Explores a variety of social factors, past and present, that have affected the way we make, use, and think about computers and the Internet. Begins with the origins of the Internet and the people who shape this technology, from military strategists to hackers. Examines the ways diverse groups interact and build communities online and how cultural norms about race and gender shape the ways we participate in the world of computing. Graduate standing required.

Philosophers of science from 1650 to 1900 with particular attention to the historical development of views about the methods of induction and hypothesis and accounts of theory testing.

Variable topics in advanced philosophy of science, including major theories of scientific explanation and their criticisms; philosophical foundations of statistics; naturalized philosophy of science. May be repeated for credit, with permission and different content, for a maximum of 12 hours.

Variable topics in cultural studies of science, technology, engineering, mathematics, and health. May include theories of language and science, popular and public knowledges, cultural performances around science and technology, conceptions of health and the body, cultures of quantification, technology and identity, hierarchies and diversity in science and technology, and cross-cultural comparisons. May be repeated with different content up to a maximum of 12 credits.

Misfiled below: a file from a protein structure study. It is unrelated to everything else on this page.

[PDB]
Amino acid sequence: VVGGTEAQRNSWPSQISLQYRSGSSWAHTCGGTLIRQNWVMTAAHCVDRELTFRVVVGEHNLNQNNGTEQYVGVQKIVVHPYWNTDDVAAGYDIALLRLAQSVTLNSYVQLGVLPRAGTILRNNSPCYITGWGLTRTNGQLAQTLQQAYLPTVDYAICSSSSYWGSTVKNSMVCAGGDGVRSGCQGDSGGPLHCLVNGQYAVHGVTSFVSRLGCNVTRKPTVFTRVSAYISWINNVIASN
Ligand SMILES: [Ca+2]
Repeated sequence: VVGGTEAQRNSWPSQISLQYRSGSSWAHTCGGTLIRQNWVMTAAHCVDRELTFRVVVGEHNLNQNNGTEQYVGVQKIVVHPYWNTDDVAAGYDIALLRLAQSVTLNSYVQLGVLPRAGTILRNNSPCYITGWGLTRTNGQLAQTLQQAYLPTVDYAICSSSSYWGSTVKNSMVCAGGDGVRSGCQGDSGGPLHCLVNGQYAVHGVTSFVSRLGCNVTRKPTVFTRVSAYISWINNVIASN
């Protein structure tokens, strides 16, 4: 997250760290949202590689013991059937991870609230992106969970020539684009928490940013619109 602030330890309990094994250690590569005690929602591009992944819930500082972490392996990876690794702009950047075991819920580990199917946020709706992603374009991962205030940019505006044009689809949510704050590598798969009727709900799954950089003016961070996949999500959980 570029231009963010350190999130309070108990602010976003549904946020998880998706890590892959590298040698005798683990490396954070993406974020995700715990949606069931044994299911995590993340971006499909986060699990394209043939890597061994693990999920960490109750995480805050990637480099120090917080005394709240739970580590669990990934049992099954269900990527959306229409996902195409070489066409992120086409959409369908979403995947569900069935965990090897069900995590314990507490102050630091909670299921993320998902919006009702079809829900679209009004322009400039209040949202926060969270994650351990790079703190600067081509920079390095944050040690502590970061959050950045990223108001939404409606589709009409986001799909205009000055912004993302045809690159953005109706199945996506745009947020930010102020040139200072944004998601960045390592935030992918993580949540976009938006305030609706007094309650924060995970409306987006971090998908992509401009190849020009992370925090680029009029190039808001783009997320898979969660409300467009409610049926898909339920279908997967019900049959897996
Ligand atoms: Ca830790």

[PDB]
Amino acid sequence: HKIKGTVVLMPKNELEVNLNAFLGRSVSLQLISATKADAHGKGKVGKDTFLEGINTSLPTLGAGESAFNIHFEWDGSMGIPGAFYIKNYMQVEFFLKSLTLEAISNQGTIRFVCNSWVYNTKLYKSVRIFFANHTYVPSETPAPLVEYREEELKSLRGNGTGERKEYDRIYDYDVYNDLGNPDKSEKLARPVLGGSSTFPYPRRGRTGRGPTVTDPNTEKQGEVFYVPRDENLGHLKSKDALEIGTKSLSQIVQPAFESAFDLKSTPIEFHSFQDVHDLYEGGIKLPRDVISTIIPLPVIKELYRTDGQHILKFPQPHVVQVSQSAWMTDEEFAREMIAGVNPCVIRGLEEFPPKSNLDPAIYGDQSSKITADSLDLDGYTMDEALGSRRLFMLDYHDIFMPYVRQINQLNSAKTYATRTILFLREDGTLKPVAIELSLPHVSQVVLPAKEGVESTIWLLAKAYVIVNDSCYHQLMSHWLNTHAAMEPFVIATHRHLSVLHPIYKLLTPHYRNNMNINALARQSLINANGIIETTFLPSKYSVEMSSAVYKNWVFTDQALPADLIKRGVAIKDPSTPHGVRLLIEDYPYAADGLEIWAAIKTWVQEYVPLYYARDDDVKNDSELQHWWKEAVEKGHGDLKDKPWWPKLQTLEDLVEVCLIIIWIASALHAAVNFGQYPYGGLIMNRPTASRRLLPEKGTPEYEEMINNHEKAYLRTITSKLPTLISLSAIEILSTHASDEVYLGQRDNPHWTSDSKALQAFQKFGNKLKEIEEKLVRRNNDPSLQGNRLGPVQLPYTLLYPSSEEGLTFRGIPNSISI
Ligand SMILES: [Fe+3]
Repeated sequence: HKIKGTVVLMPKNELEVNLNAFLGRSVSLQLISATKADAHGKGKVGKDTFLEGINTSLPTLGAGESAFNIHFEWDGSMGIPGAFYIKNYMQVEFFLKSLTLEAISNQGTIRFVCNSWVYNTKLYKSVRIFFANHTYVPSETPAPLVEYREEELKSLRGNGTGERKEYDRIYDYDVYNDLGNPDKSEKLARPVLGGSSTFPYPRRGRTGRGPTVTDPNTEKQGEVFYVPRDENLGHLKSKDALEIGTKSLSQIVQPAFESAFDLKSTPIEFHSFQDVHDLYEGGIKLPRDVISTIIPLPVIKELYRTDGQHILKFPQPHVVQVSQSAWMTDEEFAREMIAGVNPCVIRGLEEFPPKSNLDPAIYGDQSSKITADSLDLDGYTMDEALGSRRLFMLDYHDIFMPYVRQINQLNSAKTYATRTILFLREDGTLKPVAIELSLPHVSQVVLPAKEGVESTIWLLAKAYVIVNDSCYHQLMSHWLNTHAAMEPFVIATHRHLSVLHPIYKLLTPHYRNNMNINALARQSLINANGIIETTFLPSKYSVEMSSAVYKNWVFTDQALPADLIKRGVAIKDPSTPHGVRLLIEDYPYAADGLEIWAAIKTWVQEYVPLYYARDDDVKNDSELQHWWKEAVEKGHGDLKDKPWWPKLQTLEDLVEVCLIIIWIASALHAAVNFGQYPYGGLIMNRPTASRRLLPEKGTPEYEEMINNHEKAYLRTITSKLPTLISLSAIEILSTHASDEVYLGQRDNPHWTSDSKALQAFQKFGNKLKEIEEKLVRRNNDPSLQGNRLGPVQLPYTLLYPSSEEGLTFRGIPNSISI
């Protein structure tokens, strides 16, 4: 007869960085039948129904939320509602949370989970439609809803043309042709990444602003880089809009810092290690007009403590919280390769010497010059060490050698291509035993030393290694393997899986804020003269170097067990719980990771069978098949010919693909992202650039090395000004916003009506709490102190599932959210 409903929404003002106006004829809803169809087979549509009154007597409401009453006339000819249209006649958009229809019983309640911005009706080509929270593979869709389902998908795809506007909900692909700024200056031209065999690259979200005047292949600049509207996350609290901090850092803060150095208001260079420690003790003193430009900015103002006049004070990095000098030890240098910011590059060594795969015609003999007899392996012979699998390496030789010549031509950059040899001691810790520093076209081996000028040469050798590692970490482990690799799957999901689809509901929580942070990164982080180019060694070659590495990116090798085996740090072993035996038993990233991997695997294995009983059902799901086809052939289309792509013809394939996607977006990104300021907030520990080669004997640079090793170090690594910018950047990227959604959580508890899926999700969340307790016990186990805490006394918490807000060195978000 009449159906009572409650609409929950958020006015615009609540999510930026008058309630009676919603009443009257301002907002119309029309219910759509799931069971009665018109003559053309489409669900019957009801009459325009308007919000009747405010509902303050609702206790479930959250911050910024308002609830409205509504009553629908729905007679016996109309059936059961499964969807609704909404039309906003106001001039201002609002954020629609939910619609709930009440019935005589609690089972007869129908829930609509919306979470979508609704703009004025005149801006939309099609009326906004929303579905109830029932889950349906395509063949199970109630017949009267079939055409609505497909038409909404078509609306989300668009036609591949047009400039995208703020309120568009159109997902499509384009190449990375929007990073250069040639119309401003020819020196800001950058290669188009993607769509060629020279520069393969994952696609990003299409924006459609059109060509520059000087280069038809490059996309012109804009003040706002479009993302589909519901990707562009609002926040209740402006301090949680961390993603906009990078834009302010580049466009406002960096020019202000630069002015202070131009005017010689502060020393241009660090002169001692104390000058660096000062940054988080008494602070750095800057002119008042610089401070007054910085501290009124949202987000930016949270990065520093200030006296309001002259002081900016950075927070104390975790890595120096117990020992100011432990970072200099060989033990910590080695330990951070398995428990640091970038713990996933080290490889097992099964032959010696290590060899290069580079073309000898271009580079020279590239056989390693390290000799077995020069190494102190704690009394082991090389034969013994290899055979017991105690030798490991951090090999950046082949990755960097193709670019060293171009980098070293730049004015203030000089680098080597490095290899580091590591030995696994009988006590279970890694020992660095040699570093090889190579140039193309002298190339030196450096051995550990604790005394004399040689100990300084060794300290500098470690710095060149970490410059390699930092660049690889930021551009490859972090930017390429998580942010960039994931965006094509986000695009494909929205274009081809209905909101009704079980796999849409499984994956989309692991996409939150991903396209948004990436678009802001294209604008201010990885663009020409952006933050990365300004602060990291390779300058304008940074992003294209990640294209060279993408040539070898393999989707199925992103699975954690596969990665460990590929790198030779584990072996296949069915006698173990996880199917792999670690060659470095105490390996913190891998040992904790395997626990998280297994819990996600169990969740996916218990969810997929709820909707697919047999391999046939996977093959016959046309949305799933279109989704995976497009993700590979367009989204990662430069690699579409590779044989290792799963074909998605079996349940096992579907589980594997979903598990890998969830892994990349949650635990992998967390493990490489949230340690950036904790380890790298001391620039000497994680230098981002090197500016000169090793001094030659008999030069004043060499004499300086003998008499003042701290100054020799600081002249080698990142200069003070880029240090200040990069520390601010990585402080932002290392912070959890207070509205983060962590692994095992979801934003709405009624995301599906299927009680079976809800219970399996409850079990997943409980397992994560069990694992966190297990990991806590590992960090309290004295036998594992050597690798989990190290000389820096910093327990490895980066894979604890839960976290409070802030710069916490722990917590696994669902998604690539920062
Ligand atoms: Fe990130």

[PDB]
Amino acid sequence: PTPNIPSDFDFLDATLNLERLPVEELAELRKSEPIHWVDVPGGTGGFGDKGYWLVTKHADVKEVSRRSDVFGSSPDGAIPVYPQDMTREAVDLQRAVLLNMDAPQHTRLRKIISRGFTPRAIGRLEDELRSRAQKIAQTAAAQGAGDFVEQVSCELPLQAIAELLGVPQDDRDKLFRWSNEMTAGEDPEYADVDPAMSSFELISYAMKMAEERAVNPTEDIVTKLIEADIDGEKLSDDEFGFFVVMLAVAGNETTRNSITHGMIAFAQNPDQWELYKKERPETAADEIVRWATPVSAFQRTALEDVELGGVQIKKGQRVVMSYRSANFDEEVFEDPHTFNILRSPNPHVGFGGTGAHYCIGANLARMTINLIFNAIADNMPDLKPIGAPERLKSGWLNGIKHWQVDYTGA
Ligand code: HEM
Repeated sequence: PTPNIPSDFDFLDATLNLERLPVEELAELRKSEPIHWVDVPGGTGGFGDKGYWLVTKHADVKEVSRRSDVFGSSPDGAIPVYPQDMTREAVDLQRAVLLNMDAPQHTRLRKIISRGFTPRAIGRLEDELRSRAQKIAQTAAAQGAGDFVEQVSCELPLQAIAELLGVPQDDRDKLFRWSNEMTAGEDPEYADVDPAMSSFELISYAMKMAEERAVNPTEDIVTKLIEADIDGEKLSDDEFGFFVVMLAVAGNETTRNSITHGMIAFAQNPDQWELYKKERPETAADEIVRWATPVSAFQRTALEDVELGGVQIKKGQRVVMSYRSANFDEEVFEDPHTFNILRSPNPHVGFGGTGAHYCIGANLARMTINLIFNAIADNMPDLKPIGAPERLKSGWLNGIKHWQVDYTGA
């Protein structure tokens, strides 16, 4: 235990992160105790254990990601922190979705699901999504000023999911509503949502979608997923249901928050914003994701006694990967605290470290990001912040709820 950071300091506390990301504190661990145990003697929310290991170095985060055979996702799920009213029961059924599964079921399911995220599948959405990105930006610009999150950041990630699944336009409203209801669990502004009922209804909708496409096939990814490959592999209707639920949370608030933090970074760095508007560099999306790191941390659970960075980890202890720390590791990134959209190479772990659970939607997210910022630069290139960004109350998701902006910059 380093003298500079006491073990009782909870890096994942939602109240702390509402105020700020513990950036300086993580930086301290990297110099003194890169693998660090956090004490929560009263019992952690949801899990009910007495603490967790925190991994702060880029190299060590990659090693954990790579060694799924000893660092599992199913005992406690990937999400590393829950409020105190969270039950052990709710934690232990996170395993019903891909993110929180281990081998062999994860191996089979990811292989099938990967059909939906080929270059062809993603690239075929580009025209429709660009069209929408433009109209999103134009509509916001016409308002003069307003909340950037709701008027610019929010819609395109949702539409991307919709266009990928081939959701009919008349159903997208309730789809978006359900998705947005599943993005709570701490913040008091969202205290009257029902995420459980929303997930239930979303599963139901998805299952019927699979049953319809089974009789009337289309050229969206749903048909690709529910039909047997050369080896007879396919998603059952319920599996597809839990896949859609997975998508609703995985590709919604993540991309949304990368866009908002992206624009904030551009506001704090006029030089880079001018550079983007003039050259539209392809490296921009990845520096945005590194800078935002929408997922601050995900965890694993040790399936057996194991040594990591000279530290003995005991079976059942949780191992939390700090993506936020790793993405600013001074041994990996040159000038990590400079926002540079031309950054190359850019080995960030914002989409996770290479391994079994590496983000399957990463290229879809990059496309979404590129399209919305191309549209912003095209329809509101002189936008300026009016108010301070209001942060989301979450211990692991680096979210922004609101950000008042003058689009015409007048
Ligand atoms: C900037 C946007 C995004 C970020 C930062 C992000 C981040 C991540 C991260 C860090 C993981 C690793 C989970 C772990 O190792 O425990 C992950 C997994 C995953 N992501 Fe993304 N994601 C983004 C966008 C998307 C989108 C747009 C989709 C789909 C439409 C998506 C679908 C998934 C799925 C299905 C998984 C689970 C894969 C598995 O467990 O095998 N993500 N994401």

Social-scientific perspectives in energy policy. National and international topics and controversies such as fossil fuel resources, climate change, energy security, and the debate over nuclear power. Comparison of international perspectives. Challenges involved with management and regulation of large technological systems, the politics of expertise at the intersection of global climate change and energy security, and the changing character of our global energy infrstructure. Pre: Graduate standing.